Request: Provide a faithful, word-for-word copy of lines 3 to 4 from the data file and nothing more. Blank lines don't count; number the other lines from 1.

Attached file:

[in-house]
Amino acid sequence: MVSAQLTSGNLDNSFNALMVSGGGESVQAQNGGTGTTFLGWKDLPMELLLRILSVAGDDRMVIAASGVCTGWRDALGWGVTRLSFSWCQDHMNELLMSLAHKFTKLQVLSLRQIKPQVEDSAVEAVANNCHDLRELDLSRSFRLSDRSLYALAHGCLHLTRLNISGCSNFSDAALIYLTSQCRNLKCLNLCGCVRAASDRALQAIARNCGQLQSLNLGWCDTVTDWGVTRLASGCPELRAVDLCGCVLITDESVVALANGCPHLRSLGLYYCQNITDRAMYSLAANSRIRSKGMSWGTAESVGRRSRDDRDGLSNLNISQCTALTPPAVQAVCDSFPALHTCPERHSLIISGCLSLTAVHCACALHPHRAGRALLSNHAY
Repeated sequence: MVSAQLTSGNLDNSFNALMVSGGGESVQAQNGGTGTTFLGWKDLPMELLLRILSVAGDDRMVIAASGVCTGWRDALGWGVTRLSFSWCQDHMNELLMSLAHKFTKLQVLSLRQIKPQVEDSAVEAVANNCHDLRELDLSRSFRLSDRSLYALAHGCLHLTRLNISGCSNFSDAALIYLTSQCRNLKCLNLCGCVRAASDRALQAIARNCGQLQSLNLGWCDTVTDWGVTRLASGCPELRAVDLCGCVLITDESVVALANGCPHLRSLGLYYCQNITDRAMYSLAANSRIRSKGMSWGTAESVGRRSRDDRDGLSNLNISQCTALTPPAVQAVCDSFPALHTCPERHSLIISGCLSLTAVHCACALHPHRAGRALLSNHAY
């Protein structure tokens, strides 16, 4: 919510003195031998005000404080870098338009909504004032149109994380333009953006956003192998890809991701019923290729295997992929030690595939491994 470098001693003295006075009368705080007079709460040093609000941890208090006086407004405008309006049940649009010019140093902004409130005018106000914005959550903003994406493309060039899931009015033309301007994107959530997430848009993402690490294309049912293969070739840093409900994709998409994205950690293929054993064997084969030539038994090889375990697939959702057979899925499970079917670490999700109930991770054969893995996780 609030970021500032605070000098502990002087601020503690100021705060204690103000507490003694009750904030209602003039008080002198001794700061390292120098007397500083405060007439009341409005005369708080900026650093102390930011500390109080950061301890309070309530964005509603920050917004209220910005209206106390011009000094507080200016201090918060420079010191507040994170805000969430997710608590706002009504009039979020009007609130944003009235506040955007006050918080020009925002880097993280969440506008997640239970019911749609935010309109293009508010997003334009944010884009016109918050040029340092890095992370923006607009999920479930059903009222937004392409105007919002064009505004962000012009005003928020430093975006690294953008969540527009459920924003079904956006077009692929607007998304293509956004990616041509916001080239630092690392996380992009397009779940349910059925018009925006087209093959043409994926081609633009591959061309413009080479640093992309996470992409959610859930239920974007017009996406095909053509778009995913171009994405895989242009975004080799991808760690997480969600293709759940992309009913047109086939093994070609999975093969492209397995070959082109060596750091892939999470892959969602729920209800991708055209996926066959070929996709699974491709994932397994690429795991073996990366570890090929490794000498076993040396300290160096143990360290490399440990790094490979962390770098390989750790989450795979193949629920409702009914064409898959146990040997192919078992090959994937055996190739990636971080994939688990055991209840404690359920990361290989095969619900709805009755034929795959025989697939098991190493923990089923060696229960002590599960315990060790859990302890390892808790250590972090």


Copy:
Repeated sequence: MVSAQLTSGNLDNSFNALMVSGGGESVQAQNGGTGTTFLGWKDLPMELLLRILSVAGDDRMVIAASGVCTGWRDALGWGVTRLSFSWCQDHMNELLMSLAHKFTKLQVLSLRQIKPQVEDSAVEAVANNCHDLRELDLSRSFRLSDRSLYALAHGCLHLTRLNISGCSNFSDAALIYLTSQCRNLKCLNLCGCVRAASDRALQAIARNCGQLQSLNLGWCDTVTDWGVTRLASGCPELRAVDLCGCVLITDESVVALANGCPHLRSLGLYYCQNITDRAMYSLAANSRIRSKGMSWGTAESVGRRSRDDRDGLSNLNISQCTALTPPAVQAVCDSFPALHTCPERHSLIISGCLSLTAVHCACALHPHRAGRALLSNHAY
């Protein structure tokens, strides 16, 4: 919510003195031998005000404080870098338009909504004032149109994380333009953006956003192998890809991701019923290729295997992929030690595939491994 470098001693003295006075009368705080007079709460040093609000941890208090006086407004405008309006049940649009010019140093902004409130005018106000914005959550903003994406493309060039899931009015033309301007994107959530997430848009993402690490294309049912293969070739840093409900994709998409994205950690293929054993064997084969030539038994090889375990697939959702057979899925499970079917670490999700109930991770054969893995996780 609030970021500032605070000098502990002087601020503690100021705060204690103000507490003694009750904030209602003039008080002198001794700061390292120098007397500083405060007439009341409005005369708080900026650093102390930011500390109080950061301890309070309530964005509603920050917004209220910005209206106390011009000094507080200016201090918060420079010191507040994170805000969430997710608590706002009504009039979020009007609130944003009235506040955007006050918080020009925002880097993280969440506008997640239970019911749609935010309109293009508010997003334009944010884009016109918050040029340092890095992370923006607009999920479930059903009222937004392409105007919002064009505004962000012009005003928020430093975006690294953008969540527009459920924003079904956006077009692929607007998304293509956004990616041509916001080239630092690392996380992009397009779940349910059925018009925006087209093959043409994926081609633009591959061309413009080479640093992309996470992409959610859930239920974007017009996406095909053509778009995913171009994405895989242009975004080799991808760690997480969600293709759940992309009913047109086939093994070609999975093969492209397995070959082109060596750091892939999470892959969602729920209800991708055209996926066959070929996709699974491709994932397994690429795991073996990366570890090929490794000498076993040396300290160096143990360290490399440990790094490979962390770098390989750790989450795979193949629920409702009914064409898959146990040997192919078992090959994937055996190739990636971080994939688990055991209840404690359920990361290989095969619900709805009755034929795959025989697939098991190493923990089923060696229960002590599960315990060790859990302890390892808790250590972090």